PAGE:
Disability Alabama recently helped a client with their federal court appeal. The client was injured in a small explosion that left him with burns, pain, and difficulty moving about. When Social Security denied his claims and administrative appeals, he sought help from a federal court in Alabama and won a new hearing and a second shot at proving his case.
Appeals After a Hearing
When a Claimant is denied disability benefits after a hearing they can choose to drop their claim, file a new application, or appeal. Here the claimant took the next step in the appellate process and asked the Appeals Council to review his case. When the Appeals Council declined, Disability Alabama stepped in to file an appeal with the federal district court.
A Multitude of Ailments
Having survived an explosion, the Claimant had a host of ailments, especially burns. Burns can cause a number of problems. Amongst those at issue here were how the burns restricted the claimant’s movement, and the continuing pain they caused. When reviewing whether someone qualifies for disability, any restriction in movement - especially in your arms, legs, or hands - can make it that much more difficult to find and keep work. Similarly, chronic pain can also keep otherwise willing and able bodies out of the workforce.
Failure to Comply with Treatment
Always try to follow a doctor’s instructions. It is of utmost importance that Social Security claimants follow the treatment plan prescribed by their doctors. If you fail to do what the doctor says - by taking medication, doing exercises, or getting help - your disability can be denied. If a judge decides you might have been able to work if you’d only followed your treatment plan, they’re going to deny your claim.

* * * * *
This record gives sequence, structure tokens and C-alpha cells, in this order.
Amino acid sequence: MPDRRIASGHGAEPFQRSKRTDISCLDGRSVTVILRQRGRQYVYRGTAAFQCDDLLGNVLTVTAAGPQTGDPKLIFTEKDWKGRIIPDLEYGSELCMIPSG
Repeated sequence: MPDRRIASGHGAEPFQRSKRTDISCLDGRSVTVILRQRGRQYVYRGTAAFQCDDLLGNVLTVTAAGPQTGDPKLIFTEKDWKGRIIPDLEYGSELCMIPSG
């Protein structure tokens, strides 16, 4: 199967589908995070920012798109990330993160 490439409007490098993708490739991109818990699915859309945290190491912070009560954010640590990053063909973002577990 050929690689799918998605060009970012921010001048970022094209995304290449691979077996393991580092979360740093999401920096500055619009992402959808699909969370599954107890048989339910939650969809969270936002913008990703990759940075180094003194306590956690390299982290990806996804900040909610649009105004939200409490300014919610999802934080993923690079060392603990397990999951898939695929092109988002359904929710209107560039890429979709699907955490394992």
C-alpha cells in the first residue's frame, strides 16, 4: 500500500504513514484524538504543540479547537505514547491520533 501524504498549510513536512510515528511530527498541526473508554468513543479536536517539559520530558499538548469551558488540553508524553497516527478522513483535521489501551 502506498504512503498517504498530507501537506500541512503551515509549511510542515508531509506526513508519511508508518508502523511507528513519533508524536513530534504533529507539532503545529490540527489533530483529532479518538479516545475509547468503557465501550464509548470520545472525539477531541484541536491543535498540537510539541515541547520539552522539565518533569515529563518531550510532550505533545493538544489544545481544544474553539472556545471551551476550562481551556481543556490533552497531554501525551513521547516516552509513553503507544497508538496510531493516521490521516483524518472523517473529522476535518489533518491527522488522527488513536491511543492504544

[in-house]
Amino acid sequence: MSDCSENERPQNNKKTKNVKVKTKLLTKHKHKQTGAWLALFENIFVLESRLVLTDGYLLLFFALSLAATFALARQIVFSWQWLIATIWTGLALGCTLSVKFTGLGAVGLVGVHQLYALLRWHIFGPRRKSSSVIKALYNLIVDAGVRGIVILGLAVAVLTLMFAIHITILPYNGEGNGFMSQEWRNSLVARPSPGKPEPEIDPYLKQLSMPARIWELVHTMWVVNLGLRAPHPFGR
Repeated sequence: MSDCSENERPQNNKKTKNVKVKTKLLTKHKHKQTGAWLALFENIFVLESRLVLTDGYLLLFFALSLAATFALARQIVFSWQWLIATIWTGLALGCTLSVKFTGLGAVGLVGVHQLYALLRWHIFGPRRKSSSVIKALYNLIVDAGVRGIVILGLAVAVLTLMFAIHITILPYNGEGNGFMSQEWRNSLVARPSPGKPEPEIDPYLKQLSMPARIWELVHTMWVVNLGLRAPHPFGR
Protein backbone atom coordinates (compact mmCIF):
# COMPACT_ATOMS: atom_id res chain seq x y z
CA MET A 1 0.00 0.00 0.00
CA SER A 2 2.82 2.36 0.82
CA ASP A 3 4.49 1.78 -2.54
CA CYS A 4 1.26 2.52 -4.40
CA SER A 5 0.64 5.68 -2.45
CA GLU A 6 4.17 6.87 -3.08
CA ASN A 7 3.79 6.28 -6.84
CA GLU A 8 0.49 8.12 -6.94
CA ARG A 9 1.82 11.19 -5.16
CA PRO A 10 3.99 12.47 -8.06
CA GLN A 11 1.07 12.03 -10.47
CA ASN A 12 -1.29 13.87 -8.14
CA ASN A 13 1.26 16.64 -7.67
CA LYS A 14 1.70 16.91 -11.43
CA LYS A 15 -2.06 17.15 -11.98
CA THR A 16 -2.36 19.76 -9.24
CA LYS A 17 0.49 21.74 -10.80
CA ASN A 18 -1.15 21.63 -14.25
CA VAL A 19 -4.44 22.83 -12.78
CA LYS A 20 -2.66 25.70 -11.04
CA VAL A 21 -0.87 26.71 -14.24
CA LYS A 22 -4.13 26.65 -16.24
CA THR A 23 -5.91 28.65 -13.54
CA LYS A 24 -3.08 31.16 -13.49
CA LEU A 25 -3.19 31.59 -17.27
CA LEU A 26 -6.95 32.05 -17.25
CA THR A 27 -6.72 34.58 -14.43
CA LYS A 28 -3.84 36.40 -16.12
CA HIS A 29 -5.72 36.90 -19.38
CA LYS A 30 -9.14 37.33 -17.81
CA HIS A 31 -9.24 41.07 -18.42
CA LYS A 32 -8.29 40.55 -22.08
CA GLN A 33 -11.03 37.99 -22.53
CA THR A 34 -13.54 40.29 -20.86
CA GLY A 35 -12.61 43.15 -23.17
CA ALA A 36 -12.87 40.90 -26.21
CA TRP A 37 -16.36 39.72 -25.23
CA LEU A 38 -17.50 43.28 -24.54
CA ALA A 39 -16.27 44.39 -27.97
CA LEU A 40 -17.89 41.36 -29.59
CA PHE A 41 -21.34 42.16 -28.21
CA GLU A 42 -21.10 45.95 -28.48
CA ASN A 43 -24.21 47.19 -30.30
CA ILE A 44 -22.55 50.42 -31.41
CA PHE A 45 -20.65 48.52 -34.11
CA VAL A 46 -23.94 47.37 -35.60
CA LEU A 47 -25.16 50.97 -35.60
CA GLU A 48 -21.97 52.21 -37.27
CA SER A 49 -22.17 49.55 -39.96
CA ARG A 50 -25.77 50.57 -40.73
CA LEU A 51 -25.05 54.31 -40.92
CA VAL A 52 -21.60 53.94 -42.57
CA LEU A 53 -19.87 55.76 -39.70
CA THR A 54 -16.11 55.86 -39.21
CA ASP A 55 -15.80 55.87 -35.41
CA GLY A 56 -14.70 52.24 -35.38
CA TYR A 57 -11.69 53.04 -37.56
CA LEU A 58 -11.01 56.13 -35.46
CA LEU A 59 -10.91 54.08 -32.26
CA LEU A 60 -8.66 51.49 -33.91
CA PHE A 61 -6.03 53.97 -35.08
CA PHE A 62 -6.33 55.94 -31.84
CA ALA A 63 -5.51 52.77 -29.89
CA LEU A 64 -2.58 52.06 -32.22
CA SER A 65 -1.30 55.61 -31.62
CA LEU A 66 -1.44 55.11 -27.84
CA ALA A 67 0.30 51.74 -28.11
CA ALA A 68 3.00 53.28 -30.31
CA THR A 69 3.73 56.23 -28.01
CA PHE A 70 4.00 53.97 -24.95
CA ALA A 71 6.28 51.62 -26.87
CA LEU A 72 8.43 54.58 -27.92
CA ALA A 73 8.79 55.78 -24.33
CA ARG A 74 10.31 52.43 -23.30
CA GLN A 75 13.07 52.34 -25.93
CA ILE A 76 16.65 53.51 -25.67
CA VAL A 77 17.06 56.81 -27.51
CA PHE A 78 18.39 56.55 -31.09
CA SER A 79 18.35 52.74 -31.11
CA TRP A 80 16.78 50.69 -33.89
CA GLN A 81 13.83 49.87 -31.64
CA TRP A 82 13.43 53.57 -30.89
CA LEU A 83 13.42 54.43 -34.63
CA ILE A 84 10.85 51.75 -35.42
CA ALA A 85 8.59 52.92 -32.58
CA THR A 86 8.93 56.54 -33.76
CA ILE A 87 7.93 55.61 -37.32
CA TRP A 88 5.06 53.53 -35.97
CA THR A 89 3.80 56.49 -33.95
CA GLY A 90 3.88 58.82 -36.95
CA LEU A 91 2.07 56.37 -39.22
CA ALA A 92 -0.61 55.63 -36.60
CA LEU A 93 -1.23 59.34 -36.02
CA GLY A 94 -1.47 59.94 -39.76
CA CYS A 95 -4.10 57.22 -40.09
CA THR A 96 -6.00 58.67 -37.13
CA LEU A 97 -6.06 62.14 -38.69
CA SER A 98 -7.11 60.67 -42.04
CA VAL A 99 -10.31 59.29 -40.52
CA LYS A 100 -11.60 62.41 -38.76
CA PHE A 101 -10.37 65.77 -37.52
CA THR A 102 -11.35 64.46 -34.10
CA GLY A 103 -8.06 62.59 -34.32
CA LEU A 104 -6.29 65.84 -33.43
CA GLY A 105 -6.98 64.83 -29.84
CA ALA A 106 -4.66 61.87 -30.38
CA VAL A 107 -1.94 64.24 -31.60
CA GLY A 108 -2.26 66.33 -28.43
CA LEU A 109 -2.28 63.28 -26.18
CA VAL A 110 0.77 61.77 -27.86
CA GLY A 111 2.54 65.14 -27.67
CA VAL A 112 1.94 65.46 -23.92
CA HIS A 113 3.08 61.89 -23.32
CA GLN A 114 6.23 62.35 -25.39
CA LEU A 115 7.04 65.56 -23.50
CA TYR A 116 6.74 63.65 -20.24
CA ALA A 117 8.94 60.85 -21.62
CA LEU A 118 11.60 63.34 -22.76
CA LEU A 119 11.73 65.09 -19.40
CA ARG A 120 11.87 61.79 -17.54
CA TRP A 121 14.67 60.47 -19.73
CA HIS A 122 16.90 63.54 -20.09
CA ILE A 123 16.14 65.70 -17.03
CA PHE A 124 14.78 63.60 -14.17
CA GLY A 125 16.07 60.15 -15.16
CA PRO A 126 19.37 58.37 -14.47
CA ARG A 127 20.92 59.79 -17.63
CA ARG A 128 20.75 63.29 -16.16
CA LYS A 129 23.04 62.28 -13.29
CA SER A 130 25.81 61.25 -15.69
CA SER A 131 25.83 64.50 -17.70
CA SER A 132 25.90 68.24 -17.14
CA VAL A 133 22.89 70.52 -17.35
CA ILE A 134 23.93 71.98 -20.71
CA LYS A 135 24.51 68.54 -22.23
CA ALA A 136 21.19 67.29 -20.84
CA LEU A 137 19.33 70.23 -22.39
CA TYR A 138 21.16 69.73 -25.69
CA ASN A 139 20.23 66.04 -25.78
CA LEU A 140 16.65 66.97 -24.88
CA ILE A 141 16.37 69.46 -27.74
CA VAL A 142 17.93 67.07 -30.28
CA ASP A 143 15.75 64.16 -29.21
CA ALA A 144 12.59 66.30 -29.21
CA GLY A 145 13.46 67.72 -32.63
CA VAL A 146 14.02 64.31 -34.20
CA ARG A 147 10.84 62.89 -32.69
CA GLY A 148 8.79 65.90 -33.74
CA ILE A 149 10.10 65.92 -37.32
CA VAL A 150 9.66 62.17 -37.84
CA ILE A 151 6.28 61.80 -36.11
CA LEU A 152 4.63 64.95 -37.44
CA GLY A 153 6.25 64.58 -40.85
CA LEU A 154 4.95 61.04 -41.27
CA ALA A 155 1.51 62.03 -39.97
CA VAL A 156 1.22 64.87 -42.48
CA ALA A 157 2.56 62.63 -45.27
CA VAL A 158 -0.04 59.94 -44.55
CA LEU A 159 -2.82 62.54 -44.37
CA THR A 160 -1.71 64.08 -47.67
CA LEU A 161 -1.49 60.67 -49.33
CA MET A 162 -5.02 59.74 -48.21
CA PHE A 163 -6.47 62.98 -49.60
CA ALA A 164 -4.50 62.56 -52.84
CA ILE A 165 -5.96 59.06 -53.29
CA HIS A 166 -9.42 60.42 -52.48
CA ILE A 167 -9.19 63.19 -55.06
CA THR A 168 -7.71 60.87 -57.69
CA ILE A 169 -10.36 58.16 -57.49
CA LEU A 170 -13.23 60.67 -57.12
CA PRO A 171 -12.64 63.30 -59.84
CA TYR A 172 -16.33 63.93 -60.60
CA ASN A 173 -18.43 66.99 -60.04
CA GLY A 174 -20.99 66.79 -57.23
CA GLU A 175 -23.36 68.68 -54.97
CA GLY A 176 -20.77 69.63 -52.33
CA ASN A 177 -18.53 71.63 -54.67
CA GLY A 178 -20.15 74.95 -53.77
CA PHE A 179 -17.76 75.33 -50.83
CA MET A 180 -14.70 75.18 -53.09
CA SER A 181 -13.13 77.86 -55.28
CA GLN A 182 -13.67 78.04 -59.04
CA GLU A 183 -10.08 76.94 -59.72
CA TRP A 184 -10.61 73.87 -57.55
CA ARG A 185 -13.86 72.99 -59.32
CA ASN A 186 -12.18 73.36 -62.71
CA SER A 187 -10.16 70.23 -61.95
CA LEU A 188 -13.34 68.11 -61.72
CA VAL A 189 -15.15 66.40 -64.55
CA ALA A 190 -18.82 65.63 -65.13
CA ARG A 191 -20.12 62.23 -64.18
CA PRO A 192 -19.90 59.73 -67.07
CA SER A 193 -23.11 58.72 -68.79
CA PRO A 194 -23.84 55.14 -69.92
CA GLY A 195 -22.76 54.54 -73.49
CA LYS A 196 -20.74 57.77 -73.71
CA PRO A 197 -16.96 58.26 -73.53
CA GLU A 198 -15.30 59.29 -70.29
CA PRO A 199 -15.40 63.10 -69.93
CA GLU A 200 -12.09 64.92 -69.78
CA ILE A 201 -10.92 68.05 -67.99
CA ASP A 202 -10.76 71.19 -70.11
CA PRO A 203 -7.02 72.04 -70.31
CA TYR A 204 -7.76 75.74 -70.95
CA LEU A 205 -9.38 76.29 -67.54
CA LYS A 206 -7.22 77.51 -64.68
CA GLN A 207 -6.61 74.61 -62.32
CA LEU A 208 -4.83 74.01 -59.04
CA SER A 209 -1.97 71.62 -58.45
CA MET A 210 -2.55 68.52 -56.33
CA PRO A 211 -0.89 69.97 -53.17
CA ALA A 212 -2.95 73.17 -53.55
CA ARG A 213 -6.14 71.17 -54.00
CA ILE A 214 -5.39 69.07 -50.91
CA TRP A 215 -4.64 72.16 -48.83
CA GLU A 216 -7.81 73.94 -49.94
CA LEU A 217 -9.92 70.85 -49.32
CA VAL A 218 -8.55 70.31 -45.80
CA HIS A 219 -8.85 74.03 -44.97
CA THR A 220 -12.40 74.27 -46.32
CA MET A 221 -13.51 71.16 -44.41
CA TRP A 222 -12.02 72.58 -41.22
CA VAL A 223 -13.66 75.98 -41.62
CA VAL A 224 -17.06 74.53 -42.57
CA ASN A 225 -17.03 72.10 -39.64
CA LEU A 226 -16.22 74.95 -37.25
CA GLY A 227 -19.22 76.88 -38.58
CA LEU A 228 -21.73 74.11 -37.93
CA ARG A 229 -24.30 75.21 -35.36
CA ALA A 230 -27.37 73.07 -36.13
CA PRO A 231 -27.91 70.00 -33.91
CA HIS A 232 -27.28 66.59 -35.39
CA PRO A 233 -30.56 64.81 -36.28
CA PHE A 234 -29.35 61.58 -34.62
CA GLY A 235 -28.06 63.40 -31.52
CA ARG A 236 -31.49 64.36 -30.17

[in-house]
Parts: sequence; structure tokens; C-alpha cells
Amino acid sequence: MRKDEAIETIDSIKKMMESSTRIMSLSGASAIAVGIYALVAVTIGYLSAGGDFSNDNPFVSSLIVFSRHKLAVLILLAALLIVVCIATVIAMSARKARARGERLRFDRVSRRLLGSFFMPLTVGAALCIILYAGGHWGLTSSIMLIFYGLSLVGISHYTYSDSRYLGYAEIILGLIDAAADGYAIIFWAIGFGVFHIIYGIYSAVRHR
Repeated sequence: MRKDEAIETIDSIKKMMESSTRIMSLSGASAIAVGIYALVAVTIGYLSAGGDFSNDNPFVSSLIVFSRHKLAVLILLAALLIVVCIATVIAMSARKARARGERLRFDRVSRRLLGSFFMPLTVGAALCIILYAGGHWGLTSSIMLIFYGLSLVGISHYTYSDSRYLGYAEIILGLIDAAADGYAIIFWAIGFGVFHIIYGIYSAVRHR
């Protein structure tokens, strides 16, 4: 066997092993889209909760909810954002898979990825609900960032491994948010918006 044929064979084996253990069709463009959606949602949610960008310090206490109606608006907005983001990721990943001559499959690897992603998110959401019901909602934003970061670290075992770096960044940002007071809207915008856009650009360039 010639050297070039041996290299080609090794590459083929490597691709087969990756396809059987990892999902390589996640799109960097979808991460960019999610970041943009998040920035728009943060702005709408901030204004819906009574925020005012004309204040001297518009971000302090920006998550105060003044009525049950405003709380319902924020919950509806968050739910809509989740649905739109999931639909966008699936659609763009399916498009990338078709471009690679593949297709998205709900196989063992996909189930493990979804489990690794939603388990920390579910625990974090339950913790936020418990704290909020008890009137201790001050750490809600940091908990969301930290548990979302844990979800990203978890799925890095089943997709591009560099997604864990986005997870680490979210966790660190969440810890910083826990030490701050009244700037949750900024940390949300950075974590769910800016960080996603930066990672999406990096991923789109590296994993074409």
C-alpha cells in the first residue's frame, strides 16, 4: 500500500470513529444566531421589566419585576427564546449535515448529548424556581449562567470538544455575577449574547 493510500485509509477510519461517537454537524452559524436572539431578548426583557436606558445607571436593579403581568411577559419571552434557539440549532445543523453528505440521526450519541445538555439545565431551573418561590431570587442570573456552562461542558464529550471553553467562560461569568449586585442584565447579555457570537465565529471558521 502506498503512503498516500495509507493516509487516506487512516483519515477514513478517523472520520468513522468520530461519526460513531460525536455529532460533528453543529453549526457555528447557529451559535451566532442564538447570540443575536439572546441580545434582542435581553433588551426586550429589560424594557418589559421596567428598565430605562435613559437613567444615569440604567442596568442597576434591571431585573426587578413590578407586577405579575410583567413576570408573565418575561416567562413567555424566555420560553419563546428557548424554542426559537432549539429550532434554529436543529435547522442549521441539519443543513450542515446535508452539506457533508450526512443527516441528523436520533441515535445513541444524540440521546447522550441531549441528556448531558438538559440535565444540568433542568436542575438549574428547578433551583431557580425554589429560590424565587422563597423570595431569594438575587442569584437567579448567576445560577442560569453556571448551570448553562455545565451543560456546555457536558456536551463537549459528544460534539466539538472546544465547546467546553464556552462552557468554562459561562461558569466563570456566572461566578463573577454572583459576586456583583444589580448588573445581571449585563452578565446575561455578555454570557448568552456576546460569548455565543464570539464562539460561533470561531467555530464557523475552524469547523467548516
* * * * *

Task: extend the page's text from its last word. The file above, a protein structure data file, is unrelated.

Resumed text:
In this case, the Administrative judge tried to do just that. The ALJ faulted the claimant for not having done exercises to restore function to extremities that had been burned. Fortunately, on appeal, the Court took notice that there was no evidence the claimant had ever received instructions to do the exercises he was faulted for not doing.
Administrative Law Judge’s Mistake
In the end, the ALJ’s error was a legal one. The Social Security judge had disqualified the claimant based on a purported failure to follow prescribed treatment. In particular, the claimant was faulted for not doing exercises after leaving the emergency room. As described above, the claimant challenged whether he had ever been told to do exercises.
Whether he was told or not, the Social Security judge put the cart before the horse by disqualifying the claimant for failure to follow a doctor’s orders before determining whether the claimant was disabled. In doing so, Social Security misapplied the law to the claimant’s case.
Because of the ALJ’s mistake and the Court’s ruling, the claimant will now get a new chance to prove his case. Except for this time, he’ll have the benefit of more time, medical records, and experience to prove his claim.
Success on Appeal
If your disability case is denied after a hearing, that does not necessarily end your case. In fact, you can take the next step in the process online - though it helps to have an attorney’s help. If the Appeals Council denies your claim you have 60 days to plead your case to a federal judge.
Where to learn more:
- If you want to learn more about this case, you can read the federal judge’s decision here;
- Read more from Social Security about how the appeals process works;
- Use Disability Alabama’s disability calculator for an estimate of your benefit. While you do not need any special information to complete the calculation you may want to take a moment to think about your average yearly income and current household income before using the disability calculator; and
- Contact Disability Alabama to ask how we might help with your appeal in Alabama.